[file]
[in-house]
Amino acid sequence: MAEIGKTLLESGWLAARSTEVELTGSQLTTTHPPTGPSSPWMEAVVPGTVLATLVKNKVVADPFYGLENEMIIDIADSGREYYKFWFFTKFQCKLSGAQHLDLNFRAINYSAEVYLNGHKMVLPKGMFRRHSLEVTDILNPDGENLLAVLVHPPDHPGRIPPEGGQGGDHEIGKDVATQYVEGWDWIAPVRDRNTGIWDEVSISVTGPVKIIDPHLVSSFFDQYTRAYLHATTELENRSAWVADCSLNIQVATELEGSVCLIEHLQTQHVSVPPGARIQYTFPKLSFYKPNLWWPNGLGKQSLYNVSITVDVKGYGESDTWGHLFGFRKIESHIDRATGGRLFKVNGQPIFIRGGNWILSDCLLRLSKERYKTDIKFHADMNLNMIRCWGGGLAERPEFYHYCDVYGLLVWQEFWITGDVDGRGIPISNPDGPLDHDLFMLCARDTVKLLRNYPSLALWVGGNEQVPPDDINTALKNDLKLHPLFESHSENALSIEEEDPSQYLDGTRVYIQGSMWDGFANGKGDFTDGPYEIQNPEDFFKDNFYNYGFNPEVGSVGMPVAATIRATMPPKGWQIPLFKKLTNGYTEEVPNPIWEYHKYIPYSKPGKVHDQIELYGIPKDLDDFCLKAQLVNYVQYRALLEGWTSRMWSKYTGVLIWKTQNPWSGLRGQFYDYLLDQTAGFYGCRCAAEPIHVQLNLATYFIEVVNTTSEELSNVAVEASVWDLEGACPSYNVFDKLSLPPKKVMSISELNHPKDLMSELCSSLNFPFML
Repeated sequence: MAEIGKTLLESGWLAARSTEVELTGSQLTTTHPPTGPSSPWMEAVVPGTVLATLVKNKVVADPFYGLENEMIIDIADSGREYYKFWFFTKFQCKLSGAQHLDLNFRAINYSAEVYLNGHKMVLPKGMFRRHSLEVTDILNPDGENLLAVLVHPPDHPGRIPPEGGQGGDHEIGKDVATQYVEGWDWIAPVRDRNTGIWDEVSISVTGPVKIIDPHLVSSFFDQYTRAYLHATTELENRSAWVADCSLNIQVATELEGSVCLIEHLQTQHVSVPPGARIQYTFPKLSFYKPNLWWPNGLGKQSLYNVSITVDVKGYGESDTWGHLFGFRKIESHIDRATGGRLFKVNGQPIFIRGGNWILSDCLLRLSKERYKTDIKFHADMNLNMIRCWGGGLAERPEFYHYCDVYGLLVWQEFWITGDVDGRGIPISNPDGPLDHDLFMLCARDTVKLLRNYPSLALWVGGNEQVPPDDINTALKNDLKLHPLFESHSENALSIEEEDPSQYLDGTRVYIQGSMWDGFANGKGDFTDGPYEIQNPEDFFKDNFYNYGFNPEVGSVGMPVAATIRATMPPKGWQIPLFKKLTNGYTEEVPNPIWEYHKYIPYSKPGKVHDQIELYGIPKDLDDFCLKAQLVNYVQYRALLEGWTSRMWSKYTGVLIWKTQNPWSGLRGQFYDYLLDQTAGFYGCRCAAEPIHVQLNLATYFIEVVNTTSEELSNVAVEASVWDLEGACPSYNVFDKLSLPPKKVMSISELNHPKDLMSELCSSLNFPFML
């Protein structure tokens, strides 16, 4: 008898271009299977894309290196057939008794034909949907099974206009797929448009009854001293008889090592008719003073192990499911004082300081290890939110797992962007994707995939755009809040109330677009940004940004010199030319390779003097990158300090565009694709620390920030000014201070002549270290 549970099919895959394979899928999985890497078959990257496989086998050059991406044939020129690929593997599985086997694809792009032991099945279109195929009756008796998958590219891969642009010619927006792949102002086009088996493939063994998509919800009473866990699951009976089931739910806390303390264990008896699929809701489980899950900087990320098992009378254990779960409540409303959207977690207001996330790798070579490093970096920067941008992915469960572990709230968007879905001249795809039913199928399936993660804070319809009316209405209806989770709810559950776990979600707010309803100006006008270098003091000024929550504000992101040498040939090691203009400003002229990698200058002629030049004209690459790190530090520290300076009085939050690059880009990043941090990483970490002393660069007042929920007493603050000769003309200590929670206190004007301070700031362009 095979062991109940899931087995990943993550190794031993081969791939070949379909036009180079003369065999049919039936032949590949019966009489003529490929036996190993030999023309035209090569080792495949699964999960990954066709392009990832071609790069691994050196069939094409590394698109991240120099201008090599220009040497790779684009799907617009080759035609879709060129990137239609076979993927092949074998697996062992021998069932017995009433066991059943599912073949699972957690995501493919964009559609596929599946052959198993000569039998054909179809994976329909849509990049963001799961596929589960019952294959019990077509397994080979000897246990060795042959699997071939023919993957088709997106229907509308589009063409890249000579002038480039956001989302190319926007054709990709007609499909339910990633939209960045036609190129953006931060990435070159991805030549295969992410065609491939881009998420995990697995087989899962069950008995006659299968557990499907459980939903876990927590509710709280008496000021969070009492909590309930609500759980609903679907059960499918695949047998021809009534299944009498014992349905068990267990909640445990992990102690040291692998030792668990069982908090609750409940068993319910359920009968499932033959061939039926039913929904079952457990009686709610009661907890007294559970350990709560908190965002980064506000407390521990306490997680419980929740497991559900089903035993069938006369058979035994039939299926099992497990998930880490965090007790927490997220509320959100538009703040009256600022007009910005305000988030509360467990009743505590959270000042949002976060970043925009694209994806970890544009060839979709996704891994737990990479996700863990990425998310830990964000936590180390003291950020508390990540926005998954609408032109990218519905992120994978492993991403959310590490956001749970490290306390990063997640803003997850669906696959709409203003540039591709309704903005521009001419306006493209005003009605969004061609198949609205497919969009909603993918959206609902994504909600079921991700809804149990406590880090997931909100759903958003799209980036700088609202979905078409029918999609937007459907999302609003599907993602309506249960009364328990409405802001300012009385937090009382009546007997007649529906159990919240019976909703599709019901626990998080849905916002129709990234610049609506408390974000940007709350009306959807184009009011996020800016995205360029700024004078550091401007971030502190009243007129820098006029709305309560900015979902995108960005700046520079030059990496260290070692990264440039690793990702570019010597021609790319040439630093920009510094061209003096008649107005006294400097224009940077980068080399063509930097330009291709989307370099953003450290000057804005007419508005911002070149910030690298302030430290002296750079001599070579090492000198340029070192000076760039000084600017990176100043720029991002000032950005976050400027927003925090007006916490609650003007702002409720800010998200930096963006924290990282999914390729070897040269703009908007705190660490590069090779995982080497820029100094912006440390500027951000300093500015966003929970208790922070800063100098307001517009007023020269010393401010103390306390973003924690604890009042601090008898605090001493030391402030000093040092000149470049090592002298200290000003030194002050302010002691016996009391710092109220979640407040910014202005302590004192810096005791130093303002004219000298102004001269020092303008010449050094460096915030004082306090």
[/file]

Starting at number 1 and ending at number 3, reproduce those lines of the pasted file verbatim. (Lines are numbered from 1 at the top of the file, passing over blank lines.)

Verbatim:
[in-house]
Amino acid sequence: MAEIGKTLLESGWLAARSTEVELTGSQLTTTHPPTGPSSPWMEAVVPGTVLATLVKNKVVADPFYGLENEMIIDIADSGREYYKFWFFTKFQCKLSGAQHLDLNFRAINYSAEVYLNGHKMVLPKGMFRRHSLEVTDILNPDGENLLAVLVHPPDHPGRIPPEGGQGGDHEIGKDVATQYVEGWDWIAPVRDRNTGIWDEVSISVTGPVKIIDPHLVSSFFDQYTRAYLHATTELENRSAWVADCSLNIQVATELEGSVCLIEHLQTQHVSVPPGARIQYTFPKLSFYKPNLWWPNGLGKQSLYNVSITVDVKGYGESDTWGHLFGFRKIESHIDRATGGRLFKVNGQPIFIRGGNWILSDCLLRLSKERYKTDIKFHADMNLNMIRCWGGGLAERPEFYHYCDVYGLLVWQEFWITGDVDGRGIPISNPDGPLDHDLFMLCARDTVKLLRNYPSLALWVGGNEQVPPDDINTALKNDLKLHPLFESHSENALSIEEEDPSQYLDGTRVYIQGSMWDGFANGKGDFTDGPYEIQNPEDFFKDNFYNYGFNPEVGSVGMPVAATIRATMPPKGWQIPLFKKLTNGYTEEVPNPIWEYHKYIPYSKPGKVHDQIELYGIPKDLDDFCLKAQLVNYVQYRALLEGWTSRMWSKYTGVLIWKTQNPWSGLRGQFYDYLLDQTAGFYGCRCAAEPIHVQLNLATYFIEVVNTTSEELSNVAVEASVWDLEGACPSYNVFDKLSLPPKKVMSISELNHPKDLMSELCSSLNFPFML
Repeated sequence: MAEIGKTLLESGWLAARSTEVELTGSQLTTTHPPTGPSSPWMEAVVPGTVLATLVKNKVVADPFYGLENEMIIDIADSGREYYKFWFFTKFQCKLSGAQHLDLNFRAINYSAEVYLNGHKMVLPKGMFRRHSLEVTDILNPDGENLLAVLVHPPDHPGRIPPEGGQGGDHEIGKDVATQYVEGWDWIAPVRDRNTGIWDEVSISVTGPVKIIDPHLVSSFFDQYTRAYLHATTELENRSAWVADCSLNIQVATELEGSVCLIEHLQTQHVSVPPGARIQYTFPKLSFYKPNLWWPNGLGKQSLYNVSITVDVKGYGESDTWGHLFGFRKIESHIDRATGGRLFKVNGQPIFIRGGNWILSDCLLRLSKERYKTDIKFHADMNLNMIRCWGGGLAERPEFYHYCDVYGLLVWQEFWITGDVDGRGIPISNPDGPLDHDLFMLCARDTVKLLRNYPSLALWVGGNEQVPPDDINTALKNDLKLHPLFESHSENALSIEEEDPSQYLDGTRVYIQGSMWDGFANGKGDFTDGPYEIQNPEDFFKDNFYNYGFNPEVGSVGMPVAATIRATMPPKGWQIPLFKKLTNGYTEEVPNPIWEYHKYIPYSKPGKVHDQIELYGIPKDLDDFCLKAQLVNYVQYRALLEGWTSRMWSKYTGVLIWKTQNPWSGLRGQFYDYLLDQTAGFYGCRCAAEPIHVQLNLATYFIEVVNTTSEELSNVAVEASVWDLEGACPSYNVFDKLSLPPKKVMSISELNHPKDLMSELCSSLNFPFML